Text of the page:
## Analysis of Variance

The **Analysis of Variance** table summarizes information
about the sources of variation in the data.
**Sum of Squares** represents variation present in the data.
These values are calculated by summing squared deviations.
In multiple regression, there are three sources of variation:
**Model**, **Error**, and **C Total**.
**C Total** is the total sum of squares corrected for the mean,
and it is the sum of **Model** and **Error**.
Degrees of Freedom, **DF**, are associated with each
sum of squares and are related in the same way.
**Mean Square** is the **Sum of Squares** divided
by its associated **DF** (Moore and McCabe 1989).
If the data are normally distributed, the ratio of the
**Mean Square** for the **Model** to the **Mean Square** for
**Error** is an *F statistic*.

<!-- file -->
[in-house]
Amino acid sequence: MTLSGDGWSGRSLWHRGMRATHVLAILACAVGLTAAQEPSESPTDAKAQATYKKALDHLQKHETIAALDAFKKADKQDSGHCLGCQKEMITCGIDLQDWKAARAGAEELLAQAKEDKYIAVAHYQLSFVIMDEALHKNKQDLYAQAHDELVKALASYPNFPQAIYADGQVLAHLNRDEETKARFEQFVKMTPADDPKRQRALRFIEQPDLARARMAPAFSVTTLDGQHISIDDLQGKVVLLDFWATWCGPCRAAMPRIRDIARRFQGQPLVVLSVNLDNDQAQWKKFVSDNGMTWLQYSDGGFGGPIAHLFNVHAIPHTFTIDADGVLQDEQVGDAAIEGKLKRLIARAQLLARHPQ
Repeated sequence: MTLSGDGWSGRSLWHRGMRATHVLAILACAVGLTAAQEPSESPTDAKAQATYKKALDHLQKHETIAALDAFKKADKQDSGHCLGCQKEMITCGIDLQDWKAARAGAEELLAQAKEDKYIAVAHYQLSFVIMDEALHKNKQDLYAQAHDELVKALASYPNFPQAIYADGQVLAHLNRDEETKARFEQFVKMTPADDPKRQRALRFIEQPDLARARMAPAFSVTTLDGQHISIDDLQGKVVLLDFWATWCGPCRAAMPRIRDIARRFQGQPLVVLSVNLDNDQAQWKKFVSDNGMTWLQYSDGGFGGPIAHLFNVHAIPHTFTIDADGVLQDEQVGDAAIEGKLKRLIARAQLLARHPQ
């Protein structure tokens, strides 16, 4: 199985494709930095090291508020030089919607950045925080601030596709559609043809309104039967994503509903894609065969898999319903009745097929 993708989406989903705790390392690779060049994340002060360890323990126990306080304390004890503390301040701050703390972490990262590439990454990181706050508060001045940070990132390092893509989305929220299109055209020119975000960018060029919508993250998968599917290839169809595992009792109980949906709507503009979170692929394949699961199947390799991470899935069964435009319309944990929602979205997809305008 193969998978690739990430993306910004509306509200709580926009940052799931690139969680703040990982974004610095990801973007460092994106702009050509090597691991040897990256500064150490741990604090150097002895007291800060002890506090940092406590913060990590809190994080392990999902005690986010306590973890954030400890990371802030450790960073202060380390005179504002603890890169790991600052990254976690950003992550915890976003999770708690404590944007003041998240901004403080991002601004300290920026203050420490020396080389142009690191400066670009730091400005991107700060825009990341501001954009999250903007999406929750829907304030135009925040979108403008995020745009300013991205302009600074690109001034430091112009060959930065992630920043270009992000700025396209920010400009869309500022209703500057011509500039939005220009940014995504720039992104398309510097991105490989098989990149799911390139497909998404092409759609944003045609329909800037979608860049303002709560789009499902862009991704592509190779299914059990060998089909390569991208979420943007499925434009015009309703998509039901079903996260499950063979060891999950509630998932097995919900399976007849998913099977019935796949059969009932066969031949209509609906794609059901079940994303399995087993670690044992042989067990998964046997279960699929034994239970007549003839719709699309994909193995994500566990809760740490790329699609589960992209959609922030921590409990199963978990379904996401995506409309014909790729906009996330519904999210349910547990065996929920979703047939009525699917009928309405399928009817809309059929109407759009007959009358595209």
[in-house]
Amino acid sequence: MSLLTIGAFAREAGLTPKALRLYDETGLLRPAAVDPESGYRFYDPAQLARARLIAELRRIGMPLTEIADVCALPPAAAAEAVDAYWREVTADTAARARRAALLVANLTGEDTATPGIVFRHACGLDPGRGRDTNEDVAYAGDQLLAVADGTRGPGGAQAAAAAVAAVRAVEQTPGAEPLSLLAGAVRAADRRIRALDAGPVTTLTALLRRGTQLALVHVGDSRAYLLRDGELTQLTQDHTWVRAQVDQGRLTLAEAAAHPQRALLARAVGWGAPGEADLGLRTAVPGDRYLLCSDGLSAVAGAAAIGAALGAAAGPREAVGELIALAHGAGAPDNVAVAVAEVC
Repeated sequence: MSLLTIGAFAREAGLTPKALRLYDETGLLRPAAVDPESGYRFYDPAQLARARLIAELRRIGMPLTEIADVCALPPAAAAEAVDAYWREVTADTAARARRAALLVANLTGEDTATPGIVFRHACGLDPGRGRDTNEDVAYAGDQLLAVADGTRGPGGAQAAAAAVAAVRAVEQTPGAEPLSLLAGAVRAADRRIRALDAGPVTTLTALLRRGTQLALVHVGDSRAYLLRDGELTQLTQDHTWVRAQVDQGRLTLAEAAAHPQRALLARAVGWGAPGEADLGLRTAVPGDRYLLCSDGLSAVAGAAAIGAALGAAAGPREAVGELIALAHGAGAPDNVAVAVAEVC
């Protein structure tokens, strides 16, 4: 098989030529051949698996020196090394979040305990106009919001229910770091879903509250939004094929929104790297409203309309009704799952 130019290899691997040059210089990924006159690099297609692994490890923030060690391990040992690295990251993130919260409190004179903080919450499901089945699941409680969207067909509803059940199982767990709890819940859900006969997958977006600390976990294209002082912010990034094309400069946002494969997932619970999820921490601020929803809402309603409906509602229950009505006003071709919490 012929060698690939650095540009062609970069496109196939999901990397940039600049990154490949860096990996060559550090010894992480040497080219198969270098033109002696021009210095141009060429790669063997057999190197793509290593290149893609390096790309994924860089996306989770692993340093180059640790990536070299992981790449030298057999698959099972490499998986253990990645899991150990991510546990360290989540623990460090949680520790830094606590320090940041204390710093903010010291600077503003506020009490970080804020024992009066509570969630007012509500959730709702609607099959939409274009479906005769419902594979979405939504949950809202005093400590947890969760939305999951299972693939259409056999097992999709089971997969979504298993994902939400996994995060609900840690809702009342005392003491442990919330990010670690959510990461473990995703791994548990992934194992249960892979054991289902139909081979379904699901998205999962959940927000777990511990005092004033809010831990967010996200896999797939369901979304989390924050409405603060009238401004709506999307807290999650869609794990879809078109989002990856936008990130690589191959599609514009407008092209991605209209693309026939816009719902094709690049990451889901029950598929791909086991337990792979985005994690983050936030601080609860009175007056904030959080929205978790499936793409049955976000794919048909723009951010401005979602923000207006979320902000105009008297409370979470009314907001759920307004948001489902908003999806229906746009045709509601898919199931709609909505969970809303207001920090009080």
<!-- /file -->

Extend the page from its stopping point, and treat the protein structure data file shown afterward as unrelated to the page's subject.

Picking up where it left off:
This *F* statistic tests the null hypothesis
that *none* of the explanatory variables has
any effect (that is, that the regression coefficients
, ,and are all zero).
In this case the computed *F* statistic
(labeled **F Stat**) is 18.8606.
You can use the *p*-value (labeled **Pr > F**)
to determine whether to reject the null hypothesis.
The *p*-value, also referred to as the *probability*
value or *observed* significance level, is the probability
of obtaining, by chance alone, an *F* statistic greater than
the computed *F* statistic when the null hypothesis is true.
The smaller the *p*-value, the stronger
the evidence against the null hypothesis.
In this example, the *p*-value is so small that you can
clearly reject the null hypothesis and conclude that at least
one of the explanatory variables has an effect on **GPA**.

Copyright © 1999 by SAS Institute Inc., Cary, NC, USA. All rights reserved.